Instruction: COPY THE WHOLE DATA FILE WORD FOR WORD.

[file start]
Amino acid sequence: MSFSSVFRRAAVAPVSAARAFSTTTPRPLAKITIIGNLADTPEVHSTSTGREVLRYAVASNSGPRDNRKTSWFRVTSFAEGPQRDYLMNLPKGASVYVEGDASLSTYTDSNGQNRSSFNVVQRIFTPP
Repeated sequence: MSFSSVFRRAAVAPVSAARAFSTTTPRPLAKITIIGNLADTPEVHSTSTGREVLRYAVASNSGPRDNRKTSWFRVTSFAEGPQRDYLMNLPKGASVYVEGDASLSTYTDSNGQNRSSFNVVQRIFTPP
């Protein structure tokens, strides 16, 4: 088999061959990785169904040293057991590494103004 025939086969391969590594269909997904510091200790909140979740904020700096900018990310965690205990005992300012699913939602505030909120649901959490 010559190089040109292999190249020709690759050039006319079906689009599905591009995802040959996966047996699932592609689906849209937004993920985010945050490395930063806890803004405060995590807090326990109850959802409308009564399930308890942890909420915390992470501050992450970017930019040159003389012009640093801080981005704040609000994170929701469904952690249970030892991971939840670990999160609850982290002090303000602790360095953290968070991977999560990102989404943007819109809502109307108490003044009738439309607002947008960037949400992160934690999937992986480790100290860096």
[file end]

Amino acid sequence: MSFSSVFRRAAVAPVSAARAFSTTTPRPLAKITIIGNLADTPEVHSTSTGREVLRYAVASNSGPRDNRKTSWFRVTSFAEGPQRDYLMNLPKGASVYVEGDASLSTYTDSNGQNRSSFNVVQRIFTPP
Repeated sequence: MSFSSVFRRAAVAPVSAARAFSTTTPRPLAKITIIGNLADTPEVHSTSTGREVLRYAVASNSGPRDNRKTSWFRVTSFAEGPQRDYLMNLPKGASVYVEGDASLSTYTDSNGQNRSSFNVVQRIFTPP
């Protein structure tokens, strides 16, 4: 088999061959990785169904040293057991590494103004 025939086969391969590594269909997904510091200790909140979740904020700096900018990310965690205990005992300012699913939602505030909120649901959490 010559190089040109292999190249020709690759050039006319079906689009599905591009995802040959996966047996699932592609689906849209937004993920985010945050490395930063806890803004405060995590807090326990109850959802409308009564399930308890942890909420915390992470501050992450970017930019040159003389012009640093801080981005704040609000994170929701469904952690249970030892991971939840670990999160609850982290002090303000602790360095953290968070991977999560990102989404943007819109809502109307108490003044009738439309607002947008960037949400992160934690999937992986480790100290860096």